Florida was ceded to the United States by Spain in 1821. The Adams-Onis Treaty (also called the Transcontinental Treaty) had been signed in 1819, but the treaty took effect on this day in 1821. The United States agreed to give Spain $5 million and to renounce any claims on Texas in exchange for West Florida and East Florida. Children could learn more about Florida’s history at: Florida.
Harvard Observatory in 1850 took the first photographs of a star. Mr. J. A. Whipple, under the direction of Professor W. C. Bond, chose Vega in the Lyra constellation for their subject. Vega is the second brightest star in the northern hemisphere.
Douglas (Wrong Way) Corrigan started a flight from New York in 1938. His destination was Los Angeles, California, but the next day he landed in Ireland. An instant hero, he frustrated aviation officials and returned to a ticker tape parade in New York City. Idea: Children could calculate how many miles off target he was.
Disneyland opened in 1955. Walt Disney bought 160 acres of California land that had been covered in orange groves and spent $17 million on the park. Today over fourteen million people visit the park annually and spend about $3 billion.
John Jacob Astor (born Waldorf, Germany, 1763; died New York, New York, March 29, 1848) moved to New York City when he was twenty years old. He made quite a bit of money from a fur trading business. He invested most of his money in real estate in Manhattan Island and became very wealthy.
Chris Crutcher (born Dayton, Ohio, 1946) writes books for young adults. His books include Ironman and Whale Talk. He received the Margaret Edwards Award in 2000 for his body of work. Children could visit his website at: Chris Crutcher.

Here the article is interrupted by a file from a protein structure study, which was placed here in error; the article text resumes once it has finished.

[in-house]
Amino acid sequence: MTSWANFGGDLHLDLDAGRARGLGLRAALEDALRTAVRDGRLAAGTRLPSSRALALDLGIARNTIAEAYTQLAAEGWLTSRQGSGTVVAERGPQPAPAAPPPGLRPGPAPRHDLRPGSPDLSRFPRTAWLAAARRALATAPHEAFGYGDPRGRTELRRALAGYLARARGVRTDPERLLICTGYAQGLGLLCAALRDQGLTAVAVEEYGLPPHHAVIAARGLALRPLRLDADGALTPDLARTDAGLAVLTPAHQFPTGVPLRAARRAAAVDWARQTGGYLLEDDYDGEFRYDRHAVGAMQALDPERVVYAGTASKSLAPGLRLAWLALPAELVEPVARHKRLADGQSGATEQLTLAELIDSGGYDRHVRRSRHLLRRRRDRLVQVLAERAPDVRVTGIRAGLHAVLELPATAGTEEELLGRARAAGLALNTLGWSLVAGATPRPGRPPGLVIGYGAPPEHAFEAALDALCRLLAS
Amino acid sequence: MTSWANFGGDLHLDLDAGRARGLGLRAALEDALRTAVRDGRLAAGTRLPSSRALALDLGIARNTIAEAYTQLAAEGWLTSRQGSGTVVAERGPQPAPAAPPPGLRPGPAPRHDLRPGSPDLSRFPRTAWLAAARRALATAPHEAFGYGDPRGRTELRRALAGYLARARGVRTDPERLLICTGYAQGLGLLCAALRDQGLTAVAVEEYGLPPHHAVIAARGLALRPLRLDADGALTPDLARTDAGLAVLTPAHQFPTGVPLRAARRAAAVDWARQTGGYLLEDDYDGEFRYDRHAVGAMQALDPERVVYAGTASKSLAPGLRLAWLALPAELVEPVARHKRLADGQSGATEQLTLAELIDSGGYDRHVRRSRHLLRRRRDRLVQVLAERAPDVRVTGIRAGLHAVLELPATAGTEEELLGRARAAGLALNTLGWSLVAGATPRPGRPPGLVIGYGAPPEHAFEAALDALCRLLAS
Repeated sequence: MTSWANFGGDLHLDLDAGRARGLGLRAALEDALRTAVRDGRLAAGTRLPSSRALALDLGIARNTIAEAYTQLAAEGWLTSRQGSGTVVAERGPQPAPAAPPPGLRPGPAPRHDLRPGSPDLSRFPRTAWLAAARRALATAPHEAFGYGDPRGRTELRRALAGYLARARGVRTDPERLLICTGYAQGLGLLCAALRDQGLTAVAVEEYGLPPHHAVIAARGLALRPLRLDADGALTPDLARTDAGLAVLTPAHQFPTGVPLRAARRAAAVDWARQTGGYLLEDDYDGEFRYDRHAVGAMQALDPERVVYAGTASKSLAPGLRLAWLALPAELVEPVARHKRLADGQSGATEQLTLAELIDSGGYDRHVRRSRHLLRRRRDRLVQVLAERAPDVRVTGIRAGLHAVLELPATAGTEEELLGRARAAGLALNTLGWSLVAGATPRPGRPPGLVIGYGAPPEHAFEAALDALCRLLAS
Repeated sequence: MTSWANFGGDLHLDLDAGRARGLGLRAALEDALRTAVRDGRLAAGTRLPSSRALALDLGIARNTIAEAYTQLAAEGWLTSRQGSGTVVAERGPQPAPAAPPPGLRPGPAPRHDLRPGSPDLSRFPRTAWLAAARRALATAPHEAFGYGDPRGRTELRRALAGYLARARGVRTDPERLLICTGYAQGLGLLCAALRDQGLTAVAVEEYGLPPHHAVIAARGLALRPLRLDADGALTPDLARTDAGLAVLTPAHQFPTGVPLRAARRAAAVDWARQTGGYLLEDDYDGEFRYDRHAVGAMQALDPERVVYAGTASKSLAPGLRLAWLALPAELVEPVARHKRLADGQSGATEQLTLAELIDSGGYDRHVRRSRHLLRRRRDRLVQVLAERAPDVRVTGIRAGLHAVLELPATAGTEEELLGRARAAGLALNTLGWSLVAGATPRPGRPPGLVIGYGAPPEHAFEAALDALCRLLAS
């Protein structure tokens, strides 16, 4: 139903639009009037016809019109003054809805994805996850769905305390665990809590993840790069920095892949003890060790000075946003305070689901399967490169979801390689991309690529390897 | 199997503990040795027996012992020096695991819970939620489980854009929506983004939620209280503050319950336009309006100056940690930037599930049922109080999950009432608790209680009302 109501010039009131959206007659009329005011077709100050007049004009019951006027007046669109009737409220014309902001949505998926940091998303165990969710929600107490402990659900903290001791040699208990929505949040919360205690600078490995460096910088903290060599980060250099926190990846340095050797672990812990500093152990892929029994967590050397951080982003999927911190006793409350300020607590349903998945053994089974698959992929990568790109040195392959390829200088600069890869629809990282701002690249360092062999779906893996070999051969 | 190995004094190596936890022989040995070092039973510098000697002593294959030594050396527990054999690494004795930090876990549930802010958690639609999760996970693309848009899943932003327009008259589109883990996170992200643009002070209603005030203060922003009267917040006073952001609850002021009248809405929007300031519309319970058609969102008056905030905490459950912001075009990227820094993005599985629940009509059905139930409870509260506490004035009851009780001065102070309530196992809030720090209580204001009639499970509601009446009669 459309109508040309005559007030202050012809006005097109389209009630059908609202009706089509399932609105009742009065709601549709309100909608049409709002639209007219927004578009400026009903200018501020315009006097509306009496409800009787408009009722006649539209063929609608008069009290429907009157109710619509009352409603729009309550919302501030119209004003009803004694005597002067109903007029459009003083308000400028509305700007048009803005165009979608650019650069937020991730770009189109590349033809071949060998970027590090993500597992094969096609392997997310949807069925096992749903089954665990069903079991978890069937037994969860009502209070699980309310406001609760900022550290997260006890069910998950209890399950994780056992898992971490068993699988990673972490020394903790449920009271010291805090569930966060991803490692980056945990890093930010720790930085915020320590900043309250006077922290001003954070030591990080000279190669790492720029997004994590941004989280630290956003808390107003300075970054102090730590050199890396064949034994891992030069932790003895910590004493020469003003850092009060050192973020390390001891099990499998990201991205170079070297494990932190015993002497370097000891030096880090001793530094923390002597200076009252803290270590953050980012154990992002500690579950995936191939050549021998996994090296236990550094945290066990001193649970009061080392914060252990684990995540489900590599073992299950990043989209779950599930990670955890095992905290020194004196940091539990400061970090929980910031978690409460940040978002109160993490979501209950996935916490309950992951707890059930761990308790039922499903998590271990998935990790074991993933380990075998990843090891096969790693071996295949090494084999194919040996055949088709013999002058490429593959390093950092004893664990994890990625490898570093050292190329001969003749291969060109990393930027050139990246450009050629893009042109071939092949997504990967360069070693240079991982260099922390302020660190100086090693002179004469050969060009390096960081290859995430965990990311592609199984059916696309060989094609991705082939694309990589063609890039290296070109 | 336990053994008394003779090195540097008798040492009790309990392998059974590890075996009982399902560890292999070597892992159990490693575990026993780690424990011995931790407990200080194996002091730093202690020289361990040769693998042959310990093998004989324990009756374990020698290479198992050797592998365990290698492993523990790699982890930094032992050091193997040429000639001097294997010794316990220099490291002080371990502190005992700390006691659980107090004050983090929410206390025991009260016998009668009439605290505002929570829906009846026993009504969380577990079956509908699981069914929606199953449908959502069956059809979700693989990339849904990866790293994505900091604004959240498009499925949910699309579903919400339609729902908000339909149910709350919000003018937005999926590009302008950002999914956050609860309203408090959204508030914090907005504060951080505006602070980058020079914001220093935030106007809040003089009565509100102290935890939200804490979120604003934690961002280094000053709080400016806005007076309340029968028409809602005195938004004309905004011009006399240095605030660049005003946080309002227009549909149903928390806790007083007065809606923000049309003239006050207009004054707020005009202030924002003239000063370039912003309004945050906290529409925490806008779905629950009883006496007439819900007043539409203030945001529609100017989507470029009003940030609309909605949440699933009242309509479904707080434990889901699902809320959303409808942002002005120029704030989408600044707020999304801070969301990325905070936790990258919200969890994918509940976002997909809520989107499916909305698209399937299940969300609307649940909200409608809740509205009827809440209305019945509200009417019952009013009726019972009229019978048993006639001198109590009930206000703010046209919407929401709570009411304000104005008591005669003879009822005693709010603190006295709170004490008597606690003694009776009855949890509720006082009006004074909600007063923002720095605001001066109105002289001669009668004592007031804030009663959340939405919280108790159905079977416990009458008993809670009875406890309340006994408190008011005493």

Elbridge Gerry (born Marblehead, Massachusetts, 1744; died Washington, DC, November 23, 1814) signed the Declaration of Independence. He represented Massachusetts. He was also the fifth vice president of the United States when he died. His wife was the last surviving wife of a signer to die. Idea: The term gerrymandering relates to some of Gerry’s activities. Children could find out what the term means. Children could learn more at: Elbridge Gerry.
Karla Kuskin (born New York, New York, 1932; died Seattle, Washington, August 20, 2009) wrote and illustrated over 40 books for children. Her works include City Dog and Soap Soup. Children can visit a website about her at: Karla Kuskin.
Rosa Jackson Lumpkin (born Georgia, 1876; died 1991) lived to be 115 years old.
Jacqueline Rogers (born Westport, Connecticut, 1958) writes and illustrates books for children. Her works include Best Friends Sleep Over and Kindergarten ABC. She has illustrated books by many other authors, including Beverly Cleary, Jean Marzollo, and Betsy Byars. Children could visit her website at: Jacqueline Rogers.